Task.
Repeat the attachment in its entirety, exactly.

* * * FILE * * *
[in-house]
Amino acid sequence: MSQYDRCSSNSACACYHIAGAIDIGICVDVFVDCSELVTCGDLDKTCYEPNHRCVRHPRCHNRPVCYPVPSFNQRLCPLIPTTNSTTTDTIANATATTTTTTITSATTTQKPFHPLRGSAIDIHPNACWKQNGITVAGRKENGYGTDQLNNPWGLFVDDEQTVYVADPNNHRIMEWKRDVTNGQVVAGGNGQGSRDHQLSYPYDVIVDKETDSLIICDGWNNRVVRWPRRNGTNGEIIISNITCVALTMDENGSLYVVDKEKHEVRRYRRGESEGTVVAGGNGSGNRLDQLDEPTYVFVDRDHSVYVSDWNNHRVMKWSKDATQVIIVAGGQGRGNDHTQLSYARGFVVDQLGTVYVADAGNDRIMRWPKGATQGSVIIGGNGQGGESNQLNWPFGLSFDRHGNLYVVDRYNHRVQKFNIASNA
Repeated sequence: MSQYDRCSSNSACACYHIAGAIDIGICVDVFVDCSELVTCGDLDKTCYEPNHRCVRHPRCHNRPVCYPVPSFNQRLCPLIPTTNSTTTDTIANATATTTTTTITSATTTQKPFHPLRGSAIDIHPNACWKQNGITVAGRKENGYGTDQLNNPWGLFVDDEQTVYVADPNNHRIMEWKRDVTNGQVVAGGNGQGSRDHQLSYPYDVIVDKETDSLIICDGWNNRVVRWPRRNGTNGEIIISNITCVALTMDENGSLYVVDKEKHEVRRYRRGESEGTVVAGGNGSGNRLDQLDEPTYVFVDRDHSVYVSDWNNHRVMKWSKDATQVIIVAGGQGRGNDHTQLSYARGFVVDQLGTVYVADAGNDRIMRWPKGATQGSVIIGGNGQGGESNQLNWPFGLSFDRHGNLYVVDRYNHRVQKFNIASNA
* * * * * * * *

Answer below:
[in-house]
Amino acid sequence: MSQYDRCSSNSACACYHIAGAIDIGICVDVFVDCSELVTCGDLDKTCYEPNHRCVRHPRCHNRPVCYPVPSFNQRLCPLIPTTNSTTTDTIANATATTTTTTITSATTTQKPFHPLRGSAIDIHPNACWKQNGITVAGRKENGYGTDQLNNPWGLFVDDEQTVYVADPNNHRIMEWKRDVTNGQVVAGGNGQGSRDHQLSYPYDVIVDKETDSLIICDGWNNRVVRWPRRNGTNGEIIISNITCVALTMDENGSLYVVDKEKHEVRRYRRGESEGTVVAGGNGSGNRLDQLDEPTYVFVDRDHSVYVSDWNNHRVMKWSKDATQVIIVAGGQGRGNDHTQLSYARGFVVDQLGTVYVADAGNDRIMRWPKGATQGSVIIGGNGQGGESNQLNWPFGLSFDRHGNLYVVDRYNHRVQKFNIASNA
Repeated sequence: MSQYDRCSSNSACACYHIAGAIDIGICVDVFVDCSELVTCGDLDKTCYEPNHRCVRHPRCHNRPVCYPVPSFNQRLCPLIPTTNSTTTDTIANATATTTTTTITSATTTQKPFHPLRGSAIDIHPNACWKQNGITVAGRKENGYGTDQLNNPWGLFVDDEQTVYVADPNNHRIMEWKRDVTNGQVVAGGNGQGSRDHQLSYPYDVIVDKETDSLIICDGWNNRVVRWPRRNGTNGEIIISNITCVALTMDENGSLYVVDKEKHEVRRYRRGESEGTVVAGGNGSGNRLDQLDEPTYVFVDRDHSVYVSDWNNHRVMKWSKDATQVIIVAGGQGRGNDHTQLSYARGFVVDQLGTVYVADAGNDRIMRWPKGATQGSVIIGGNGQGGESNQLNWPFGLSFDRHGNLYVVDRYNHRVQKFNIASNA